While many have said the marriage was Anne Boleyn’s idea-she was the niece of the Duke of Norfolk- it had always been maintained by Norfolk that it was the idea of the King. Regardless, the marriage between Fitzroy and Mary Howard had definitely been promoted by Anne to help strengthen her ties to the throne.

Like the later marriage of Henry VIII and Anne of Cleves, there was no dowry expected with the marriage of Mary and Fitzroy, which was unusual for the time. This may indicate the influence that Anne Boleyn had over the king.

Elizabeth Stafford was totally against her daughter’s marriage. Elizabeth had served Katherine of Aragon years earlier and was loyal to her cause, however she was thrust into serving Anne Boleyn and was not happy about it. Elizabeth was vocal about her opinion on the annulment proceedings, which resulted in her being exiled from court in 1531.

In 1532 it was made known to Elizabeth that since her mother had passed in February, her manors would go to the King by her husband’s attainder. (‘Henry VIII: March 1532, 1-10′, in Letters and Papers, Foreign and Domestic, Henry VIII, Volume 5, 1531-1532, ed. James Gairdner (London, 1880), pp. 401-407. British History Online http://www.british-history.ac.uk/letters-papers-hen8/vol5/pp401-407 [accessed 21 September 2018].)

When her son the Earl of Surrey returned from his time in France with Henry Fitzroy in September 1533, he was about 16 years old and returned to a different England than the one he left in October of 1532: Anne Boleyn was now Queen, her daughter Elizabeth was now heir to the throne, and the King was newly dubbed Supreme Head of the Church of England. In addition to all the change in England, Henry had also returned to a very different family situation at Kenninghall. His father’s mistress, Bess Holland had essentially replaced his mother who was in disgrace for her actions at court.

In a letter date the 17th of March 1534, Eustace Chapuys, the Imperial Ambassador, mentioned how Elizabeth had been appointed mistress of the robes to the “bastard” – a position that Elizabeth must have despised as she was a friend of Katherine of Aragon and presumably her daughter Mary. The letter also gives us a glimpse at the type of behavior that the Duke of Norfolk believed was acceptable toward the Princess Mary:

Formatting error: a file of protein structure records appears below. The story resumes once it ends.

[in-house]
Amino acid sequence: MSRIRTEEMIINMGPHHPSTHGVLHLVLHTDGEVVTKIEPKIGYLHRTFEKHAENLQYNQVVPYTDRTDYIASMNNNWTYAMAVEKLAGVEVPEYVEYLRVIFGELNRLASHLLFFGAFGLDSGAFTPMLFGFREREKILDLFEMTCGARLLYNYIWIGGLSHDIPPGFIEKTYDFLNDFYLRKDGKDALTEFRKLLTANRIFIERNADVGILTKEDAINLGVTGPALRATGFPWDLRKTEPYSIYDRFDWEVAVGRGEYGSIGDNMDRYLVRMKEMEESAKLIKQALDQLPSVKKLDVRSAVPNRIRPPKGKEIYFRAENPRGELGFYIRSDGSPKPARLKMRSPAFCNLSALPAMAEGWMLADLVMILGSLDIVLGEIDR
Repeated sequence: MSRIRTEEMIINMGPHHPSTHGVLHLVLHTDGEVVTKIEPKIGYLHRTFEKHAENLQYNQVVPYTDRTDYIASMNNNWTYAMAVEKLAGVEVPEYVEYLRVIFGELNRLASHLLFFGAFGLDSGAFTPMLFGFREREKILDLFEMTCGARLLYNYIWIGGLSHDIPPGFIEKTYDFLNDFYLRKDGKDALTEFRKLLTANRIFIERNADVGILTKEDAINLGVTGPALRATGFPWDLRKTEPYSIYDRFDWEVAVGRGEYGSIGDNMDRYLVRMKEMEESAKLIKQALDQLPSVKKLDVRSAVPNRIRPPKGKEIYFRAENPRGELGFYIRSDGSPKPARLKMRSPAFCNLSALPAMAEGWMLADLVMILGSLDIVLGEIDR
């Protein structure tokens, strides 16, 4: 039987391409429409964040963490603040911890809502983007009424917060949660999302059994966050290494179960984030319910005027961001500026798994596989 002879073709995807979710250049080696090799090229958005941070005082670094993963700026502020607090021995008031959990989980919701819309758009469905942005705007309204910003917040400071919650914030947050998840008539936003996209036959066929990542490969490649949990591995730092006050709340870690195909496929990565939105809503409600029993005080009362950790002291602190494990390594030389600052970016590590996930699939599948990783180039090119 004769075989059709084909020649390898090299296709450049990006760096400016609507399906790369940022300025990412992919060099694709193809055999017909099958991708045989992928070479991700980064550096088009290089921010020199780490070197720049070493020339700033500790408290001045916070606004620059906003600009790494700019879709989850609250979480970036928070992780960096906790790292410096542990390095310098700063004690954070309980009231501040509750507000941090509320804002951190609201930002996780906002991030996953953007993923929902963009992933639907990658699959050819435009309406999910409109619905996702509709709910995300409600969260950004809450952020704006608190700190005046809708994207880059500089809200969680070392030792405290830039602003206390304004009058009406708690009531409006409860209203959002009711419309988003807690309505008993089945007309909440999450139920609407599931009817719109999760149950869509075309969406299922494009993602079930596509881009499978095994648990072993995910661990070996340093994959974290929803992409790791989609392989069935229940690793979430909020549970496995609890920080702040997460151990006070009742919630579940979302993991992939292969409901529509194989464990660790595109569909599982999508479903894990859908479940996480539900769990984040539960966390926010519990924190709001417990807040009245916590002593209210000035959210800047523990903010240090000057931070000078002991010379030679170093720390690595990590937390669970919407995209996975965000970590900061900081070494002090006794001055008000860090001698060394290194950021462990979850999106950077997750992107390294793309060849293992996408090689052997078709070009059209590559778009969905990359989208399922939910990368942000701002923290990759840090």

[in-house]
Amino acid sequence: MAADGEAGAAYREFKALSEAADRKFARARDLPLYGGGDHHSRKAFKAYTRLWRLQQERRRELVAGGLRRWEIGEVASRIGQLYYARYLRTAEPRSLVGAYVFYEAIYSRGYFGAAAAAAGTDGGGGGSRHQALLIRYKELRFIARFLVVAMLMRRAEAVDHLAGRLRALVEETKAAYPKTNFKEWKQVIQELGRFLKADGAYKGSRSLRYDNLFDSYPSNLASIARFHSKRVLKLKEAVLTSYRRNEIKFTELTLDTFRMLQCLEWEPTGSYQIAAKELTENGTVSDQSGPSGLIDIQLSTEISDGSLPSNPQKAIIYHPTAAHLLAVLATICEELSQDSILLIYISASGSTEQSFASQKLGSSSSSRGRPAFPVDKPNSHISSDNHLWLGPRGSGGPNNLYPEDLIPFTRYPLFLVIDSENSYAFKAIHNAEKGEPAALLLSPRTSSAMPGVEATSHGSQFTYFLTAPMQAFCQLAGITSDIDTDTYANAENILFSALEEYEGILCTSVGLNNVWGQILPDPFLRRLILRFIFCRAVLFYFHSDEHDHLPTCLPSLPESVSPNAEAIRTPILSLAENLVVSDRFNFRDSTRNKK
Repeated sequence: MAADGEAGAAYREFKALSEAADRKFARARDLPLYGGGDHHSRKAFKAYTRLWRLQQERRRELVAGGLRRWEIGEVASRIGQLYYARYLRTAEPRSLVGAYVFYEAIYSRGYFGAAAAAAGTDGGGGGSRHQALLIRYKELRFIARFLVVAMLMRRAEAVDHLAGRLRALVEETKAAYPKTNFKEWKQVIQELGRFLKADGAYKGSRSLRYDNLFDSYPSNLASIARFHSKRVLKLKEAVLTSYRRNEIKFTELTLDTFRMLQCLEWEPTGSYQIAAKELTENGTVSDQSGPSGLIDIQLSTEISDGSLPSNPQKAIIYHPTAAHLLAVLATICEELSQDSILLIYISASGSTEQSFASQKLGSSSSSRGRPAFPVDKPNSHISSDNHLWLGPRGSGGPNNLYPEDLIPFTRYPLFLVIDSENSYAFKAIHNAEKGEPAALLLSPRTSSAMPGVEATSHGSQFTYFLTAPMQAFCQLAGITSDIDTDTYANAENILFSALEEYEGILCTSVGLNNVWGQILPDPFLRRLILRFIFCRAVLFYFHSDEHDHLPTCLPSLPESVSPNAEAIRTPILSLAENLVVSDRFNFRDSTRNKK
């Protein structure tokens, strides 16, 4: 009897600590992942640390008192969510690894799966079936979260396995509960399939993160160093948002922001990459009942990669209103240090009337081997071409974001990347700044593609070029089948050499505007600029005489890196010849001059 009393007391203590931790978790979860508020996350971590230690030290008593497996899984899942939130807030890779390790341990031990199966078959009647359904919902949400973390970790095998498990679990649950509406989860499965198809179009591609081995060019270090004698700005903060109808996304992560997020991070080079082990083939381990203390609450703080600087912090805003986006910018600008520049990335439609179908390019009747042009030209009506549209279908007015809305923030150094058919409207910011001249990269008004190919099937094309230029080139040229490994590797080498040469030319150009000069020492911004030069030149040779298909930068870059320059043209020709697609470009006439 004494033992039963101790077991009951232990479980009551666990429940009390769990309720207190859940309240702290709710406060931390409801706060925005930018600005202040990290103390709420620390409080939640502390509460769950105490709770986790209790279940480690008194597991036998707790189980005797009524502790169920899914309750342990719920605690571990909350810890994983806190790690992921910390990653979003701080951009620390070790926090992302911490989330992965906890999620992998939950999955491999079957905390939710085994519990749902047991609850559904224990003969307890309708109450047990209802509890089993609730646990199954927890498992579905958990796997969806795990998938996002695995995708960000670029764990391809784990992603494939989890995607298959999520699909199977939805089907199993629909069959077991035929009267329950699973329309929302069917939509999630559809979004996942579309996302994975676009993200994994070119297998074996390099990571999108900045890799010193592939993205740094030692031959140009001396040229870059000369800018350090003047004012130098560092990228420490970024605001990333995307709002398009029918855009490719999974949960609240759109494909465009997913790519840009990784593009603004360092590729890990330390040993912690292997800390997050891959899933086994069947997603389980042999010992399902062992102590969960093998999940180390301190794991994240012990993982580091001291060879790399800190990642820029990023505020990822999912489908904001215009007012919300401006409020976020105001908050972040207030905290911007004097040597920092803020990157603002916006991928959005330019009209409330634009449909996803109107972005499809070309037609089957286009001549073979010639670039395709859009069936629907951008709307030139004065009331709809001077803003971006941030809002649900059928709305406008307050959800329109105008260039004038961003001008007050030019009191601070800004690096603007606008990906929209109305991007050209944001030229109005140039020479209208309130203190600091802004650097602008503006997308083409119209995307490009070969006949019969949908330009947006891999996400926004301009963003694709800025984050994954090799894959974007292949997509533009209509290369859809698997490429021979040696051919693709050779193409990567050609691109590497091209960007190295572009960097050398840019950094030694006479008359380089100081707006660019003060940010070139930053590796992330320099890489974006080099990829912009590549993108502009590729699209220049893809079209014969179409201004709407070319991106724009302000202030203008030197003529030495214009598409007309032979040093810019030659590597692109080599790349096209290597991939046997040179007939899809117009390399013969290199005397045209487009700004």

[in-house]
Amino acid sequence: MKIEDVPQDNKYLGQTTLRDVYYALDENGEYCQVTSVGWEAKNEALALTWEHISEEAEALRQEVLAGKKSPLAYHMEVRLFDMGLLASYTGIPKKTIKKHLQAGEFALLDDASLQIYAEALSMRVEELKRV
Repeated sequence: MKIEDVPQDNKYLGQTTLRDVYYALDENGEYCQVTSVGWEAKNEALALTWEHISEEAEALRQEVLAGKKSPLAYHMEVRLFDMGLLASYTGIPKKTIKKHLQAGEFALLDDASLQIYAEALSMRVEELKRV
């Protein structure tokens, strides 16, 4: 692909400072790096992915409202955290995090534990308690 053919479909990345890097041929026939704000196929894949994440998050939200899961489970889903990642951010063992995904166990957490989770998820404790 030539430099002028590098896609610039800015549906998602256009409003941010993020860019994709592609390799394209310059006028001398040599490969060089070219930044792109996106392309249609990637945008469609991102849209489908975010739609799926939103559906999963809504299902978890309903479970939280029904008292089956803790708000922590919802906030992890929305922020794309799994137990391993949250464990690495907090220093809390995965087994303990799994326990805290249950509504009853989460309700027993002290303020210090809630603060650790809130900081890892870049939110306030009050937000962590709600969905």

I am told this very morning that the duke of Norffocq went yesterday to the place where she is, to renew the former threats. Besides that, the Duke ordered her best robes to be seized on the plea that she was no longer a Princess, and that it was necessary to reduce her pomp and pride. In addition to that, the duchess [of Norfolk] has been appointed [mistress of the robes] to the bastard](Bastard meaning Princess Elizabeth), (fn. n23) and at the same time one of the principal officers of the Princess’ household has been dismissed from the service on account of his having shown some affection to her, and done her some small services. (‘Spain: March 1534, 1-20′, in Calendar of State Papers, Spain, Volume 5 Part 1, 1534-1535, ed. Pascual de Gayangos (London, 1886), pp. 70-83. British History Online http://www.british-history.ac.uk/cal-state-papers/spain/vol5/no1/pp70-83 [accessed 21 September 2018].)

Elizabeth was eventually sent to Redbourne in Herfordshire where she lived in a state of virtual imprisonment with a meagre annual allowance of only Ł200, and in the spring of 1534 she said that her husband ‘locked me up in a chamber, [and] took away my jewels and apparel’ (LP Henry VIII, 12/2, no. 976).

From Redbourne, Elizabeth sent a series of letters to Cromwell pleading for help. On the 23rd of August 1534, Elizabeth sent a letter with the following request:

“Asks him to send her some venison, which is very scanty with her. Many of her friends who sent her venison last year dare send none now for fear of her lord’s displeasure. Her husband has not sent her any since she came to Redbourne. Thanks for Cromwell’s kindness, which she begs him to continue. Redbourne, 23 Aug. Signed.”  (British History Online http://www.british-history.ac.uk/letters-papers-hen8/vol7/pp419-421 [accessed 21 September 2018].)

Elizabeth’s husband attempted to persuade her to agree to a divorce by offer of ‘material awards and the return of her jewels and clothes,’ yet she would not agree.

As state earlier, Elizabeth was opposed to the marriage of her daughter Mary. She quarrelled openly with Norfolk over the arranged marriages and primarily disapproved of them due to the involvement of the perceived concubine, Anne Boleyn.

In 1536, after the execution of Anne Boleyn, Elizabeth was still fighting against her husband to keep their marriage. On the 26th of June she wrote a letter to Cromwell, pleading her case. I pulled this letter from Rivals in Power by David Starkey: